The United States' first marijuana cafe opened its doors for the first time late last week in Portland, Oregon. It is considered as an early test of the Obama administration's move to relax policing of medical use of the drug.
The news made headlines this week as the Cannabis Cafe is the first to give certified medical marijuana users a place to get hold of the drug and smoke it - as long as they are out of public view - despite a federal ban, Reuters reports.
The cafe is technically a private club, but is open to any Oregon residents who are NORML members and hold an official medical marijuana card. NORML is a group pushing for marijuana legalization and Oregon's executive director Madeline Martinez, says "this club represents personal freedom, finally, for our members".
According to Martinez the cafe won't just stop at serving food and marijuana, "we hope to have classes, seminars, even a Cannabis Community College, based here to help people learn about growing and other uses for cannabis."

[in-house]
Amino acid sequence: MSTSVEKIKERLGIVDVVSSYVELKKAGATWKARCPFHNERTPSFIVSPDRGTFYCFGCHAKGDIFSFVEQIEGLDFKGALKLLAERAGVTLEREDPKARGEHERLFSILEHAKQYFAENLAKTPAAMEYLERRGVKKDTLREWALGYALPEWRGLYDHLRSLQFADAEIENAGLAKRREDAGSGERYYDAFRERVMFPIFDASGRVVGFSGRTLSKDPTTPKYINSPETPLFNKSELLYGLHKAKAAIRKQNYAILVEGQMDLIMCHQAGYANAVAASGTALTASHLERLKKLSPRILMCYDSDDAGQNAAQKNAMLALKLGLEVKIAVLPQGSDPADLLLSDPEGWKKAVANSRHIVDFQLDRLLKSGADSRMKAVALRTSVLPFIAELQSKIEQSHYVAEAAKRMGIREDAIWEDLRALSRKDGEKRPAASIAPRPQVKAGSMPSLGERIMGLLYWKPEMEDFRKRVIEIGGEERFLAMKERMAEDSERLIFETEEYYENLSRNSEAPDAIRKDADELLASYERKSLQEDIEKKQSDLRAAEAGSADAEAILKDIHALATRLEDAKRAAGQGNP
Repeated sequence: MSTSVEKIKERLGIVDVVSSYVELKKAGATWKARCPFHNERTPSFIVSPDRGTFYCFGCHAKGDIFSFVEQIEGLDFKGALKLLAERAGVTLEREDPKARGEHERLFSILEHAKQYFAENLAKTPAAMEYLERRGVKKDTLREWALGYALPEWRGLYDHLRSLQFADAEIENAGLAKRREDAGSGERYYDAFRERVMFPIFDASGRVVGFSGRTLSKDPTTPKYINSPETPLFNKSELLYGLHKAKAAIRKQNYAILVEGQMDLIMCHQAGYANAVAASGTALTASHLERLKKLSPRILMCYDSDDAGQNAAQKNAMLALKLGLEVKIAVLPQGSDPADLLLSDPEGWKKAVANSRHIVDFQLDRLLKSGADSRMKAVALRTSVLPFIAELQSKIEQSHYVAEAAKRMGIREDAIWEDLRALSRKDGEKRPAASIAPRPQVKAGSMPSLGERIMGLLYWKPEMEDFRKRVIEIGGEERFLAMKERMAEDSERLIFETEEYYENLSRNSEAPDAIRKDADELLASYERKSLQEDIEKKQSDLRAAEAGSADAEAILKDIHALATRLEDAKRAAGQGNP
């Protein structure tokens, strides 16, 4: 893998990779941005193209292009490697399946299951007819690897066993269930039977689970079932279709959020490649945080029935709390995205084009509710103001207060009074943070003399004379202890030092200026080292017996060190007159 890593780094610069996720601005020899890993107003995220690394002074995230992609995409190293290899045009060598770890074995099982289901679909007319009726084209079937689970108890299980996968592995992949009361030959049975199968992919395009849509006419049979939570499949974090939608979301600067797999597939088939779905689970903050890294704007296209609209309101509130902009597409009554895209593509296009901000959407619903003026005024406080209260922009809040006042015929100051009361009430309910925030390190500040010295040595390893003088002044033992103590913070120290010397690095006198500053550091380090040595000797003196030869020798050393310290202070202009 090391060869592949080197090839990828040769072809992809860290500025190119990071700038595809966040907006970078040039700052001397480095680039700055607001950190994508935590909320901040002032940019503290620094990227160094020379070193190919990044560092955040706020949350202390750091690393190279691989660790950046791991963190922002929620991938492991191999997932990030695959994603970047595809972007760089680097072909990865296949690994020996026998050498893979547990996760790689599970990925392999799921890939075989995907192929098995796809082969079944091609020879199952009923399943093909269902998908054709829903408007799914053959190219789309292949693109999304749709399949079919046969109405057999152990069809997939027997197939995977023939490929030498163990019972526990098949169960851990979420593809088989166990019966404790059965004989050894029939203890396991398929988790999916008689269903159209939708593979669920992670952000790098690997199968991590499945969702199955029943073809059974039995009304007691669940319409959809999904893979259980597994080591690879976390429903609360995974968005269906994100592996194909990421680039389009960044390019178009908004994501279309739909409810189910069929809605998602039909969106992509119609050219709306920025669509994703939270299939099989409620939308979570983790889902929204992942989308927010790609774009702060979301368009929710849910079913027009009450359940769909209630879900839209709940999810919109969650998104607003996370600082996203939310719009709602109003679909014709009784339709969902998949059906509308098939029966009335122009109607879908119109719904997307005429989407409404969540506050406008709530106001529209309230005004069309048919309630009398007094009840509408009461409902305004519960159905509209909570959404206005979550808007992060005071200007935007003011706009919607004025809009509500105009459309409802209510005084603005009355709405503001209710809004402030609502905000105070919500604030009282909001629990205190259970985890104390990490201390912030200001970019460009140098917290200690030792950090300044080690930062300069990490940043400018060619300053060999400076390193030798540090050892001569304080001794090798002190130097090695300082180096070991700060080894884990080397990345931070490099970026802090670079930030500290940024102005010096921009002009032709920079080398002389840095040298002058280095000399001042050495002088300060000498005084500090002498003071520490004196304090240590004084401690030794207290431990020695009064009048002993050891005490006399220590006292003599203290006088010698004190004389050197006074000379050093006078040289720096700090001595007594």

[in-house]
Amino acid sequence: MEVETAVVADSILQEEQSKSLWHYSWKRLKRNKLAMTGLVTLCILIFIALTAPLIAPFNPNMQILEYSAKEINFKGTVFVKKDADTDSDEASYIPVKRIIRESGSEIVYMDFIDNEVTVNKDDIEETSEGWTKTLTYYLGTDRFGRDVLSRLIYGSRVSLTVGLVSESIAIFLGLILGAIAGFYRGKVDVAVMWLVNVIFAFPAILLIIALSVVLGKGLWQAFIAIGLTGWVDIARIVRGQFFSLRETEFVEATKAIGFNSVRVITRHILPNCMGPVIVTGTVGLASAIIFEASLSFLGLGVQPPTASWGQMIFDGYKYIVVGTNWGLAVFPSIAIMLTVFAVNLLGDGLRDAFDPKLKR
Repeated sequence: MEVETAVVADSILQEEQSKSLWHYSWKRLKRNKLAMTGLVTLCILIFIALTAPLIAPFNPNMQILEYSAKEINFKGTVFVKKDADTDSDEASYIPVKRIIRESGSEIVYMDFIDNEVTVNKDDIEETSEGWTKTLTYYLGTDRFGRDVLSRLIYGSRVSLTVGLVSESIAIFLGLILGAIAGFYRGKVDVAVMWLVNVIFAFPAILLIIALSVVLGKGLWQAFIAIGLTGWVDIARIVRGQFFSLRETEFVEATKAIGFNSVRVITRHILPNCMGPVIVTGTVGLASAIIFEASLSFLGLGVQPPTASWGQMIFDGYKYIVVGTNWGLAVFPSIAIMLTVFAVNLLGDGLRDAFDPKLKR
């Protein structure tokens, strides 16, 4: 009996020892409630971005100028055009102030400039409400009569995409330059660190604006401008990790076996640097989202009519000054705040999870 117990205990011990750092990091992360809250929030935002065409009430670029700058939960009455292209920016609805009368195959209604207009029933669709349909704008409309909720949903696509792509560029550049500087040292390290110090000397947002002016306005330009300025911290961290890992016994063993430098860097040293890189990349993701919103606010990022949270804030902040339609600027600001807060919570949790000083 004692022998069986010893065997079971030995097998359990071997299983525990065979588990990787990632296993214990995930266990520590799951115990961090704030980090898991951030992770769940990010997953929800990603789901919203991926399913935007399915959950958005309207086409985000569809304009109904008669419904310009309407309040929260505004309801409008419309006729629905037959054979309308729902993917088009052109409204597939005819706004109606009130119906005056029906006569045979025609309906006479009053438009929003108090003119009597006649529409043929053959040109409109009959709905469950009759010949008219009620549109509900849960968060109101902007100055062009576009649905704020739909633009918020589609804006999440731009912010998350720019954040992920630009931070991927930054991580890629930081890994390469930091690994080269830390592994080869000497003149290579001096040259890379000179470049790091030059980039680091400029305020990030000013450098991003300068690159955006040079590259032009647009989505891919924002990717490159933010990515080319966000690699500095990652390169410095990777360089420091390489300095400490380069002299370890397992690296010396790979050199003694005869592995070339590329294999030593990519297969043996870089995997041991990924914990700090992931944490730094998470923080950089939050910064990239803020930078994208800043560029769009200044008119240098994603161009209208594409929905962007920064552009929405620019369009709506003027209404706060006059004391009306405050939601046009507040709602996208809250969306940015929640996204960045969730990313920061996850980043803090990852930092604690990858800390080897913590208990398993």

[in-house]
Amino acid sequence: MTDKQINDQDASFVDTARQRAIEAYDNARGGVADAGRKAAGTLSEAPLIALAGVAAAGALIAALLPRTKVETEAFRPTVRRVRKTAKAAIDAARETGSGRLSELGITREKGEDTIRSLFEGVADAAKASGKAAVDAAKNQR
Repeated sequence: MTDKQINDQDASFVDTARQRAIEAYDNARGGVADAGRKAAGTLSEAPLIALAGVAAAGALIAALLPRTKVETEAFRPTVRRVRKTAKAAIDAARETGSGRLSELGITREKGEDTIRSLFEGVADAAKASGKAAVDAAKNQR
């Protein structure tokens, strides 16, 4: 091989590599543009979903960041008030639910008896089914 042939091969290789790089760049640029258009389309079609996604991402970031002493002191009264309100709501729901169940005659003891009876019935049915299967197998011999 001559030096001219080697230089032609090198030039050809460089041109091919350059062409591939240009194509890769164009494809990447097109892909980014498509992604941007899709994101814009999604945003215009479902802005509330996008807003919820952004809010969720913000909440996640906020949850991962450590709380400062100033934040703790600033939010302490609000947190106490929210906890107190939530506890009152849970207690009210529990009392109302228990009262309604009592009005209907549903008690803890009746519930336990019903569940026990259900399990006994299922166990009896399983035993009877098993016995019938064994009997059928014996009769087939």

Members have to pay $25 per month to be able to get marijuana free over the counter. According to Reuters, there are about 21,000 patients registered to use marijuana for medical purposes in Oregon. Doctors have prescribed marijuana for a host of illnesses, including Alzheimer's, diabetes, multiple sclerosis and Tourette's syndrome.
The creation of the cafe comes only a month after US President Obama's administration instructed federal attorneys not to prosecute patients who use marijuana for medical reasons or dispensaries in states which have legalized them.
Growing, possessing, distributing and smoking marijuana are still illegal under U.S. federal law, which makes no distinction between medical and recreational use.
The members of NORML see this step towards a different direction in the US' drug policy so far as amazing. And understandably so.